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3 min read

How Do Dog Fetuses Form?


By Leslie Ingraham

Published: 10/04/2021, edited: 10/04/2021

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Published: 10/4/2021

Everyone loves puppies. Even the grr-umpiest among us break down our cuteness barriers when we see a litter of pups rolling and tumbling with each other. We all have our favorite breeds, but every puppy starts out the same: as a single-celled embryo embedded deep in Mom’s womb. 

The story of how a puppy develops in just 9 weeks is fur-cinating. Are you curious about what’s happening inside when a dog Mom is pregnant? Read on to get the scoop!

Where do we start?

The best place to begin an exploration of how dog fetuses form into puppies is at the beginning – conception. Like other mammals, dogs are conceived from one female egg and one male sperm. The typical dog pregnancy involves multiple embryos, sometimes ten or more, and each one could have been formed from one mating session or more. Breeders may mate their female dog twice within a couple of days to increase the odds that pregnancy will result.

Dog sperm lives inside the female and remains active for 5 to 7 days, and can fertilize an egg anytime during that period. Because of this extended sperm activity, calculating the exact number of days and weeks it will take to get from embryo to fully formed puppy can be less than pawrfect, but most breeders and pet parents expect to see wiggling, squirming pups in anywhere from 57 to 63 days after fertilization of the eggs. Puppies can safely be born from Day 57 on, but most wait until 61 to 63 days. 

Embryonic stage

When embryos are first formed, they hang out for a few days high in the uterine body itself, just floating in amniotic fluid. By about 28 to 30 days after fertilization, a heartbeat is present, and an ultrasound performed may show how many fetuses there are. However, a hormone called relaxin, which is only secreted by a placenta, can confirm that the dog is pregnant at this point.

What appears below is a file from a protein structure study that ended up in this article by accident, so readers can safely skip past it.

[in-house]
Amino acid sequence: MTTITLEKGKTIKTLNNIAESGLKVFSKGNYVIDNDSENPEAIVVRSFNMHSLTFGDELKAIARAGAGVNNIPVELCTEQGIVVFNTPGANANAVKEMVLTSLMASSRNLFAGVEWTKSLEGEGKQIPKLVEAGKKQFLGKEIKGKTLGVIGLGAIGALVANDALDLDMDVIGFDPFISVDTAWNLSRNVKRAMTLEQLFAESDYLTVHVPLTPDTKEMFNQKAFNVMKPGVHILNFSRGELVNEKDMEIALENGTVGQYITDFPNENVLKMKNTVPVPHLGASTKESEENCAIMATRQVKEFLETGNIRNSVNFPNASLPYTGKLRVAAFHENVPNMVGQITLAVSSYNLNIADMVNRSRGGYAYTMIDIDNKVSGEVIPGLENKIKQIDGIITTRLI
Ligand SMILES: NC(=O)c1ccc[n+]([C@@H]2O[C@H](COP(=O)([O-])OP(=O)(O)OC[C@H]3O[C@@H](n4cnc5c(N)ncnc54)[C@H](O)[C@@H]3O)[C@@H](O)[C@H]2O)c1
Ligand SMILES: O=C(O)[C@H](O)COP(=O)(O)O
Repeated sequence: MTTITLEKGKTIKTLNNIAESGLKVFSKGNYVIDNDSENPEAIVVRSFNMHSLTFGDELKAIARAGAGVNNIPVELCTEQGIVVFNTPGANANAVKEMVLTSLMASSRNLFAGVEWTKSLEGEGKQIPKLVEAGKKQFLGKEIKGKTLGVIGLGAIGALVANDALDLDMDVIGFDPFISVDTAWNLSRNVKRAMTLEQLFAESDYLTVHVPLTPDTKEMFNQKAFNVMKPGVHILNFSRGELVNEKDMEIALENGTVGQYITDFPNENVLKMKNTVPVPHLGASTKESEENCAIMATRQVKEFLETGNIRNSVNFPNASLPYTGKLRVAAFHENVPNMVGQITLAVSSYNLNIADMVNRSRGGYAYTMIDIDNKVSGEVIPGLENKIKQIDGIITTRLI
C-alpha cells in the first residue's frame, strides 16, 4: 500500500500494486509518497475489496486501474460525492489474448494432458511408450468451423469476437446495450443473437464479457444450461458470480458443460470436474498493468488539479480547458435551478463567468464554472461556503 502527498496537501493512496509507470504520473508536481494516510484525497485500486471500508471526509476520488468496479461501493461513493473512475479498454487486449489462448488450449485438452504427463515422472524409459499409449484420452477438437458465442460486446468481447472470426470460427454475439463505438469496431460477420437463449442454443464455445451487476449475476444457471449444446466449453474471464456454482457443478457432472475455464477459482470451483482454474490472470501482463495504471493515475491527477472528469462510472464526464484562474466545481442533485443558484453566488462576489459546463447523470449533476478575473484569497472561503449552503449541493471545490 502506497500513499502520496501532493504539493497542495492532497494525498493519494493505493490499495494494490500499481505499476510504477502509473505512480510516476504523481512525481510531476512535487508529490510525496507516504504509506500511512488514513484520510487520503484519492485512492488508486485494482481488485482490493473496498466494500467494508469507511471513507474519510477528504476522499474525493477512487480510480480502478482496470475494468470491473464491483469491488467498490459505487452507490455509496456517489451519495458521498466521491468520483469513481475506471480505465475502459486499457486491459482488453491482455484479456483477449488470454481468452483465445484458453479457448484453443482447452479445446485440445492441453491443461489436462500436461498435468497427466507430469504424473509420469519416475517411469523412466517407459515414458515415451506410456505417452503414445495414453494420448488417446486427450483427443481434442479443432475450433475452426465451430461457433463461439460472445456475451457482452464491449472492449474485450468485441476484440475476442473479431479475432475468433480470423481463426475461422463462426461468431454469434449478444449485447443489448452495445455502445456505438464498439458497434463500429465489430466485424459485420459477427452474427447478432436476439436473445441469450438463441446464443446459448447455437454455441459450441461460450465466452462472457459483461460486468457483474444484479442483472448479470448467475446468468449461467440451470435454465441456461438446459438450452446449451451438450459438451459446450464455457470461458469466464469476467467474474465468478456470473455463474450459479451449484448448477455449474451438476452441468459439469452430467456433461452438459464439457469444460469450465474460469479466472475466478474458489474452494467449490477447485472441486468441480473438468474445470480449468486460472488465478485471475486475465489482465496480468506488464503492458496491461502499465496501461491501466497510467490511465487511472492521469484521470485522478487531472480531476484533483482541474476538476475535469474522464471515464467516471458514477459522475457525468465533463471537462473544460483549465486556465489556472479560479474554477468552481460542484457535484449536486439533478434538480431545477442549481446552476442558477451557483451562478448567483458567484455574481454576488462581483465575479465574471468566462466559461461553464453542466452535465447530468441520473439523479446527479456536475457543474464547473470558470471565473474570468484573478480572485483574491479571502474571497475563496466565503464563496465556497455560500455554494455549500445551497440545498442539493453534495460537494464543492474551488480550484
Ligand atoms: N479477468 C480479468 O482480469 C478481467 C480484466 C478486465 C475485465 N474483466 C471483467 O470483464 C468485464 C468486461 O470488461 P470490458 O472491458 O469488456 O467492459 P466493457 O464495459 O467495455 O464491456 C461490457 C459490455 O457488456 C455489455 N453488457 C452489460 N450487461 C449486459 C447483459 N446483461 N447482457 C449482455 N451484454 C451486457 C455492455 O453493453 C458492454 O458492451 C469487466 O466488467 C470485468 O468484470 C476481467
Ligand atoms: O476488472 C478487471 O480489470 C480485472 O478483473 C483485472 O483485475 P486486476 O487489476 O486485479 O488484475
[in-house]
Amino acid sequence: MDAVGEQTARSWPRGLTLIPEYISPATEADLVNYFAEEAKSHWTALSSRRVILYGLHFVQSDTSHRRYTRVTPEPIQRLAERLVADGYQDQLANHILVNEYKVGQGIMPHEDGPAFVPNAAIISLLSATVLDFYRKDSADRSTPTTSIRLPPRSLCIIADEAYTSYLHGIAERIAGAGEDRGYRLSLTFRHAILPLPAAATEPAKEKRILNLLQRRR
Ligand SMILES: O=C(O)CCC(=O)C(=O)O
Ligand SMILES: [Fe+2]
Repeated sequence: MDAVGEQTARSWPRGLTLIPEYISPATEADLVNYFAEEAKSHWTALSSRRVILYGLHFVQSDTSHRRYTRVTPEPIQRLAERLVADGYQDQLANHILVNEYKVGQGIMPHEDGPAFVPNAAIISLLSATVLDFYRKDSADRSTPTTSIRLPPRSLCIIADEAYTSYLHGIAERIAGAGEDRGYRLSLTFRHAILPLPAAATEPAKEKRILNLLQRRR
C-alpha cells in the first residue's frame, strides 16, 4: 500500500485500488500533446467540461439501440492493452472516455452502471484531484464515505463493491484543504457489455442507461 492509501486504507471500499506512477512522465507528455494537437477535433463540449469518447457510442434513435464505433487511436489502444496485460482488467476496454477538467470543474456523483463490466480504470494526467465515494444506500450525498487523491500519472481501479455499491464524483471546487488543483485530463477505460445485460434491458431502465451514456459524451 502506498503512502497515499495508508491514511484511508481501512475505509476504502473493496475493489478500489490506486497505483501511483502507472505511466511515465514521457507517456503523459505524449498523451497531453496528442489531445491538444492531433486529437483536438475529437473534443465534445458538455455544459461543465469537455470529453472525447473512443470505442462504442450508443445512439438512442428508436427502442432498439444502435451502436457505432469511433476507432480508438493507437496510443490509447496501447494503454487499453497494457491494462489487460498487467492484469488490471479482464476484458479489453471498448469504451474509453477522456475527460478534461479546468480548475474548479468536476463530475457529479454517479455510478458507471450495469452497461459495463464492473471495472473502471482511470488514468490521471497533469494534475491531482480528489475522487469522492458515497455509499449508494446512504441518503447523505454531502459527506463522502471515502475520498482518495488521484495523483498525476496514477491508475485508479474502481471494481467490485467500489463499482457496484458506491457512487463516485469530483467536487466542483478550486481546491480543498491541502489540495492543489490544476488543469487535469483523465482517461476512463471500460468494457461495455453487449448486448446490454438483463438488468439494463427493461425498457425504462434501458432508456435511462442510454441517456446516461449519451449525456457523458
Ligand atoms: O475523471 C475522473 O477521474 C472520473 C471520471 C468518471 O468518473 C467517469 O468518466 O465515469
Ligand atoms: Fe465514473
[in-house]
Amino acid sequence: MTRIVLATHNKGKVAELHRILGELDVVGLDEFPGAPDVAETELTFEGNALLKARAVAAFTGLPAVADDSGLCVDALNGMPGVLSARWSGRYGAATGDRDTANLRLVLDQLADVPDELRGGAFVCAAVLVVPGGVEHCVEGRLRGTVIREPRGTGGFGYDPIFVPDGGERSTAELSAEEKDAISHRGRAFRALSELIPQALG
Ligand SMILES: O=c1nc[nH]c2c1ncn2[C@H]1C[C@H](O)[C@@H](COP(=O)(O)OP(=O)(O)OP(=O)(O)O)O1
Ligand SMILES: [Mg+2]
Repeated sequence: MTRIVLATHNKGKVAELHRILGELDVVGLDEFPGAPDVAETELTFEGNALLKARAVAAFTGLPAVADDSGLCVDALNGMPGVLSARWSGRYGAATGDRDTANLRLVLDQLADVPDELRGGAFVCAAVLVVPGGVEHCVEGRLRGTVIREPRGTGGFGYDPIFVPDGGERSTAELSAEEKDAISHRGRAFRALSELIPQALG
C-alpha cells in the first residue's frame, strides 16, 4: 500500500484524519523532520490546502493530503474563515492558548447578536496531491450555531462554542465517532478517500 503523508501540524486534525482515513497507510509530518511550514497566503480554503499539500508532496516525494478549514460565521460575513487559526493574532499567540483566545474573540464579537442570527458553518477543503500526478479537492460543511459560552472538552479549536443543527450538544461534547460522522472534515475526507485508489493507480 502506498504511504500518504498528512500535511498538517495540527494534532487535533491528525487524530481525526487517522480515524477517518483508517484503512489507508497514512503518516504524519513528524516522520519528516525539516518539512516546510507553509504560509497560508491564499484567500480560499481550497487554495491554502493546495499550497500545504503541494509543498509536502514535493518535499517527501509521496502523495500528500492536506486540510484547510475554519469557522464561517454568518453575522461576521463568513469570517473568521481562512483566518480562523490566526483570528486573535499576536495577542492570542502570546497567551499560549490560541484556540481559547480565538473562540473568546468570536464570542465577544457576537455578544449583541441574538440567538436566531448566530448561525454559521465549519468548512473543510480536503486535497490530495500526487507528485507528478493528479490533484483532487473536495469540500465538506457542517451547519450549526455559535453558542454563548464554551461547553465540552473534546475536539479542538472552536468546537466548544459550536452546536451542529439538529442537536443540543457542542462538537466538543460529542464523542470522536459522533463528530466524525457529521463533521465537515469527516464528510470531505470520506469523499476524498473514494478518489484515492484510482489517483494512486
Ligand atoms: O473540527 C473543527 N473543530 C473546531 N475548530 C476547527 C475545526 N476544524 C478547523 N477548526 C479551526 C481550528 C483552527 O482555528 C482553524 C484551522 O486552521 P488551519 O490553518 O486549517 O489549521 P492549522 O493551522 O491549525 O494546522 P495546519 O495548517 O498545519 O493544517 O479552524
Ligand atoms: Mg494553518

About a week after fertilization, embryos travel up from the uterine body into the uterine “horns'' which join and form the hollow base of the uterus. The horns are where they are implanted in their own nourishing sac until they’re ready to be born. Each embryo has its own umbilical cord and placenta. The developing pup is called an embryo until day 40, when they are called fetuses. 

Fetal stage

By Day 35, organs are beginning to form in the little body that’s about the size of a hazelnut. The fetus’s weight increases by 75% during this stage. At 40 days, they “graduate” into fetuses and the development speeds up. The head and spine are present. Also, the eyes and ears emerge, and by the end of the 40th day the fetuses start to look more like puppies. Their skin color emerges and shortly after, their hair. 

Most pups are born with their hair color determined, but certain breeds, like Australian Shepherds who are all white at birth, take on their final colors later.

Third stage

During the third and final stage of pregnancy, beginning around 42 days, feet with nails are forming, along with whiskers. The organs are fully developed, and the skeleton solidifies further. The sex organs are formed by this time, and an ultrasound may reveal the gender of each pup. Abnormalities may also be detected with an ultrasound. This is a time of rapid weight gain, and the mother is in danger of being undernourished. As her abdomen becomes distended, a few small meals a day will keep her nourished until after the pupsters are born. 

By around Day 50, an X-ray will show that the skeleton is completely formed. An X-ray also can confirm the number of fetuses waiting to be born. Toward Days 57 to 60, Mom’s temperature may drop about 1 degree Celsius (1.8 degree Fahrenheit), indicating that labor is about to start within 48 hours. As the fetuses move toward the Mom’s pelvis, her stomach will become less distended. Whelping, or giving birth, will begin at around Days 61 to 63. Pups usually take up to two hours each to be born, though they can take less time.

Since female dogs go into heat every six months or so that lasts up to 18 days, they may produce as many as 20 or more wiggly, squiggly puppers by the end of the year!

Insuring your puppy as soon as “pawssible” is essential for preventing high vet care costs. Start comparing insurance plans from leading insurers like Healthy Paws and Embrace and save over $270 a year.

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